Five years after the introduction of an affordable conjugate meningitis A vaccine, immunization has led to the control and near elimination of deadly meningitis A disease in the African “meningitis belt.” In 2013, only four laboratory-confirmed cases of meningitis A were reported by the 26 countries in the meningitis belt.
The findings are part of a special collection of 29 articles in the journal Clinical Infectious Diseases—with guest editors from Public Health England and the former Meningitis Vaccine Project, a partnership between the World Health Organization (WHO) and the international health nonprofit PATH—about the steps taken for the development, introduction, and evaluation of the PsA-TT conjugate meningitis A vaccine for Africa, better known as MenAfriVac.
But scientists are now warning that unless countries within the belt incorporate the meningitis A vaccine in routine immunization schedules for infants, there is a risk that the disease could rebound in 15 years’ time. One of the journal studies found that a childhood vaccination strategy will be much cheaper than reacting to future epidemics with disruptive and costly case management and mass vaccination campaigns.
“We have nearly eliminated meningitis A epidemics from Africa, but the fact is the job is not yet done,” said Dr. Jean-Marie Okwo-Bele, Director of Immunization, Vaccines and Biologicals at WHO. “Our dramatic gains against meningitis A through mass vaccination campaigns will be jeopardized unless countries maintain a high level of protection by incorporating the meningitis A vaccine into their routine childhood immunization schedules.”
The vaccine was developed in response to a plea for help from ministers of health in sub-Saharan Africa after an outbreak of meningitis A in 1996 that infected over 250,000 people and killed over 25,000 in just a few months. The vaccine costs less than USD$0.50 a dose.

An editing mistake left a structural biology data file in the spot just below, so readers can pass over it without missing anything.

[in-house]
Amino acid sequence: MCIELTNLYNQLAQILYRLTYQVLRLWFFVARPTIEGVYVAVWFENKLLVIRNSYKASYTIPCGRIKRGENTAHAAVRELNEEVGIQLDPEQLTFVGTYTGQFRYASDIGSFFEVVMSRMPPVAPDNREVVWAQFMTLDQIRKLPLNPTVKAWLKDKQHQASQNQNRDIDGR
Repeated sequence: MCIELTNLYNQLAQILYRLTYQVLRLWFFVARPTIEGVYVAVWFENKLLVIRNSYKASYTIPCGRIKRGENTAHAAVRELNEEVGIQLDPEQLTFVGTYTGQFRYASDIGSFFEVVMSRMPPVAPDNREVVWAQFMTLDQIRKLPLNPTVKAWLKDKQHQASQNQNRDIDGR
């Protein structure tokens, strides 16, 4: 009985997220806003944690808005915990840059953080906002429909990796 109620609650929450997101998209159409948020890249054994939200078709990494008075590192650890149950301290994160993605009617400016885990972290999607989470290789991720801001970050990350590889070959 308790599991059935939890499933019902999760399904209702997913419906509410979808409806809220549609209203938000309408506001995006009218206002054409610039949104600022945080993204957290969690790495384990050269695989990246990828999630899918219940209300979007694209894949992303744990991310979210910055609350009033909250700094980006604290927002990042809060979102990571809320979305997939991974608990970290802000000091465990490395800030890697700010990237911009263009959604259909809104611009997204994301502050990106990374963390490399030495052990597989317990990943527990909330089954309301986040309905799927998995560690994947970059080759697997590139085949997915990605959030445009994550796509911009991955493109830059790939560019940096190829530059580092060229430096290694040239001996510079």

“Our partnership allowed us to develop an affordable, tailor-made vaccine for use against meningitis A in sub-Saharan Africa in record time and at less than one-tenth the cost of a typical new vaccine,” said Steve Davis, president and CEO of PATH. “The global community should not risk squandering this amazing lifesaving investment.”
“Gavi is proud to have supported the protection of 220 million children and young adults against meningitis A across 16 African meningitis belt countries in just five years,” said Dr Seth Berkley, CEO of Gavi, the Vaccine Alliance. “As we make the critical move from campaigns to routine immunisation, Gavi will support countries that plan to introduce the vaccine into routine programmes from 2016 onwards.”
Introducing the journal articles, public health leaders from WHO; PATH; UNICEF; Gavi, the Vaccine Alliance; the Bill & Melinda Gates Foundation; and the vaccine manufacturer Serum Institute of India, among others, called the vaccine a “stunning success.” As of mid-2015, the vaccination campaigns reached more than 220 million people aged 1 through 29 years in 16 countries (Benin, Burkina Faso, Cameroon, Chad, Côte d’Ivoire, Ethiopia, The Gambia, Ghana, Guinea, Mali, Mauritania, Niger, Nigeria, Senegal, Sudan, and Togo). Group A meningitis has disappeared wherever the vaccine has been used. Of the 26 countries in the African meningitis belt, 10 still need to fully roll out vaccination campaigns.